Modulations of corticospinal excitability following rapid ankle dorsiflexion in skill- and endurance-trained athletes
Hu, N., Avela, J., Kidgell, D. J., Piirainen, J. M., & Walker, S. (2022). Modulations of corticospinal excitability following rapid ankle dorsiflexion in skill- and endurance-trained athletes. European Journal of Applied Physiology, 122(9), 2099-2109. https://doi.org/10.1007/s00421-022-04981-9
Published inEuropean Journal of Applied Physiology
© The Author(s) 2022
Purpose Long-term sports training, such as skill and endurance training, leads to specific neuroplasticity. However, it remains unclear if muscle stretch-induced proprioceptive feedback influences corticospinal facilitation/inhibition differently between skill- and endurance-trained athletes. This study investigated modulation of corticospinal excitability following rapid ankle dorsiflexion between well-trained skill and endurance athletes. Methods Ten skill- and ten endurance-trained athletes participated in the study. Corticospinal excitability was tested by single- and paired-pulse transcranial magnetic stimulations (TMS) at three different latencies following passive rapid ankle dorsiflexion. Motor evoked potential (MEP), short-latency intracortical inhibition (SICI), intracortical facilitation (ICF), and long-latency intracortical inhibition (LICI) were recorded by surface electromyography from the soleus muscle. Results Compared to immediately before ankle dorsiflexion (Onset), TMS induced significantly greater MEPs during the supraspinal reaction period (~ 120 ms after short-latency reflex, SLR) in the skill group only (from 1.7 ± 1.0 to 2.7 ± 1.8%M-max, P = 0.005) despite both conditions being passive. ICF was significantly greater over all latencies in skill than endurance athletes (F (3, 45) = 4.64, P = 0.007), although no between-group differences for stimulations at specific latencies (e.g., at SLR) were observed. Conclusion The skill group showed higher corticospinal excitability during the supraspinal reaction phase, which may indicate a “priming” of corticospinal excitability following rapid ankle dorsiflexion for a supraspinal reaction post-stretch, which appears absent in endurance-trained athletes. ...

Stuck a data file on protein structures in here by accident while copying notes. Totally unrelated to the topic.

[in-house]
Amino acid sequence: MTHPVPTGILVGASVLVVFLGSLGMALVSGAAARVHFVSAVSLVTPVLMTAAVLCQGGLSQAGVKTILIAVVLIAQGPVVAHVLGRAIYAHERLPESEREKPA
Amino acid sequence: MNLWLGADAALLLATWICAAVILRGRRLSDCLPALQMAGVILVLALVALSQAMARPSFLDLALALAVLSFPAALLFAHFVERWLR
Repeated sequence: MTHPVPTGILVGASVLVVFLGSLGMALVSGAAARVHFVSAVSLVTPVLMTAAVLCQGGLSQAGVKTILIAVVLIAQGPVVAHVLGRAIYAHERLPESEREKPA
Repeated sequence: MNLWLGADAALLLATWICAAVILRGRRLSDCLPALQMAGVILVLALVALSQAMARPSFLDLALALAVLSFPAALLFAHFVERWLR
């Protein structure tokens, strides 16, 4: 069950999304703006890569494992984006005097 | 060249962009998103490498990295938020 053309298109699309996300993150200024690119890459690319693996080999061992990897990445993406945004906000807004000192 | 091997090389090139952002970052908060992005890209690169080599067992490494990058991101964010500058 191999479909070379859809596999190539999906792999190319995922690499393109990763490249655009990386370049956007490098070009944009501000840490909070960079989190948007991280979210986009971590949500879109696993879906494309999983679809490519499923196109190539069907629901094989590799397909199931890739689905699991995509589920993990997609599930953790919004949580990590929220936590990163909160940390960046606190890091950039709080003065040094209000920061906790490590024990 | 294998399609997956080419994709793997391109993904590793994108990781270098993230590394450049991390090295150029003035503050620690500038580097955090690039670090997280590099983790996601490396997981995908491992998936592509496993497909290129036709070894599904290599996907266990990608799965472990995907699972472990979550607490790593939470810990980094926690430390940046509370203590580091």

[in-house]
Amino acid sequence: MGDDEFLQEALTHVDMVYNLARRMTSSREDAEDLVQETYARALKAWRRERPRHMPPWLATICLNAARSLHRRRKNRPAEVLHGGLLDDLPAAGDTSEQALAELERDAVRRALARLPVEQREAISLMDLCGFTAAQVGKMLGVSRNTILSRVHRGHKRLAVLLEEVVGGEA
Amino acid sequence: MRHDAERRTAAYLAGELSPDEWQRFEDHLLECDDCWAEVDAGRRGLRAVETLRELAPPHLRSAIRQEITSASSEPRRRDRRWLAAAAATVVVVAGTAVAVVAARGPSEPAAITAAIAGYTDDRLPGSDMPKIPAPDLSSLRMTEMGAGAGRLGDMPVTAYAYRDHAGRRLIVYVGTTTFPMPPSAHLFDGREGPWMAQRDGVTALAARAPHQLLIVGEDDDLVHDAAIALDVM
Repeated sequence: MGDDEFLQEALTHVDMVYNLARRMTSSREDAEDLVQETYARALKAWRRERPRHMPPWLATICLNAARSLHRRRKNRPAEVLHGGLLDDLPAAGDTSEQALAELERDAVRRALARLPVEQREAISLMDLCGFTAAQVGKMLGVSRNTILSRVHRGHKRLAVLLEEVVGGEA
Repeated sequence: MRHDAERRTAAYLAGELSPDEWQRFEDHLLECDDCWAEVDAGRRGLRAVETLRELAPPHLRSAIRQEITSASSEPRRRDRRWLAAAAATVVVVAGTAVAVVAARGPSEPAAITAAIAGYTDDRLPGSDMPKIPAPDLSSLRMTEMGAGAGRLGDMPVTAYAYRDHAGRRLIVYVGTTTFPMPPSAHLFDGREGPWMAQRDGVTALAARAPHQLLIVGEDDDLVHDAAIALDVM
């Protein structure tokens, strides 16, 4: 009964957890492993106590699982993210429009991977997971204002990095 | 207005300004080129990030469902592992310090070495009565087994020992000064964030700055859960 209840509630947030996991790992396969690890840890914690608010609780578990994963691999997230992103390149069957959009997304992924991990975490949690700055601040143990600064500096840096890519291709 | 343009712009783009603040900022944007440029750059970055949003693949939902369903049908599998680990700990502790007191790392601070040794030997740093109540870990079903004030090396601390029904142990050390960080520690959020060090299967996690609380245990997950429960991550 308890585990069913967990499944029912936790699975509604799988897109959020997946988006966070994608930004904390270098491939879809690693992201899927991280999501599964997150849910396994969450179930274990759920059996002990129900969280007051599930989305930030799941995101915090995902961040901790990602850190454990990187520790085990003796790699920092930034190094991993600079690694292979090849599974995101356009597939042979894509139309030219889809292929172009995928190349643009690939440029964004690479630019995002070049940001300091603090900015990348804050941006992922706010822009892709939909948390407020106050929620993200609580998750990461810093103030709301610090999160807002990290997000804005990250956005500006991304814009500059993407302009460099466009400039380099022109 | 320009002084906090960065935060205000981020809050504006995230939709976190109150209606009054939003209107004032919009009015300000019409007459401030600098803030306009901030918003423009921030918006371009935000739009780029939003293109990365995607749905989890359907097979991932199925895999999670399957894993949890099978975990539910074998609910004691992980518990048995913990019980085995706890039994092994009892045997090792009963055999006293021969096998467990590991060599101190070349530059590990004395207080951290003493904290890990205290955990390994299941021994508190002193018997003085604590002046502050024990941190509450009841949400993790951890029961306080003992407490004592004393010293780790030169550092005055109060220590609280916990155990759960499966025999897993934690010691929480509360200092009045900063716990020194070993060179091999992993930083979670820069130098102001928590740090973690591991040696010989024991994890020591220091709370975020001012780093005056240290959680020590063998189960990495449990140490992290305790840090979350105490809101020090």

Publication in research information system
MetadataShow full item record
- Liikuntatieteiden tiedekunta 
Additional information about fundingOpen Access funding provided by University of Jyväskylä (JYU). The corresponding author is funded by China Scholarship Council. (Funding number: 201806520024)
Showing items with similar title or keywords.
Reliability of transcranial magnetic stimulation and H-reflex measurement during balance perturbation tasks Hu, Nijia; Avela, Janne; Kidgell, Dawson J.; Nevanperä, Samuli; Walker, Simon; Piirainen, Jarmo M. (Frontiers Media SA, 2022)Following ankle movement, posterior balance perturbation evokes short- (SLR ∼30–50 ms), medium- (MLR ∼50–60 ms), and long-latency responses (LLR ∼70–90 ms) in soleus muscle before voluntary muscle contraction. Transcranial ...
Corticospinal and intracortical excitability is modulated in the knee extensors after acute strength training Alibazi, Razie J.; Frazer, Ashlyn K.; Pearce, Alan J.; Tallent, Jamie; Avela, Janne; Kidgell, Dawson J. (Routledge, 2022)The corticospinal responses to high-intensity and low-intensity strength-training of the upper limb are modulated in an intensity-dependent manner. Whether an intensity-dependent threshold occurs following acute strength ...
Valadão, Pedro; Bar-On, Lynn; Cenni, Francesco; Piitulainen, Harri; Avela, Janne; Finni, Taija (Frontiers Media SA, 2022)Hyper-resistance is an increased resistance to passive muscle stretch, a common feature in neurological disorders. Stretch hyperreflexia, an exaggerated stretch reflex response, is the neural velocity-dependent component ...
Priming the Motor Cortex With Anodal Transcranial Direct Current Stimulation Affects the Acute Inhibitory Corticospinal Responses to Strength Training Frazer, Ashlyn; Howatson, Glyn; Ahtiainen, Juha; Avela, Janne; Rantalainen, Timo; Kidgell, Dawson (Lippincott, Williams & Wilkins; National Strength and Conditioning Association, 2019)Synaptic plasticity in the motor cortex (M1) is associated with strength training (ST) and can be modified by transcranial direct current stimulation (tDCS). The M1 responses to ST increase when anodal tDCS is applied ...
Mechanisms of action of caffeine in a non-fatigued state and during fatiguing exercise : responders versus non-responders Mesquita, Ricardo N. O. (2017)Several studies have documented the ergogenic effects of caffeine, but its mechanisms of action are not fully understood yet. The purpose of this study was to investigate the underlying mechanisms that may explain any ...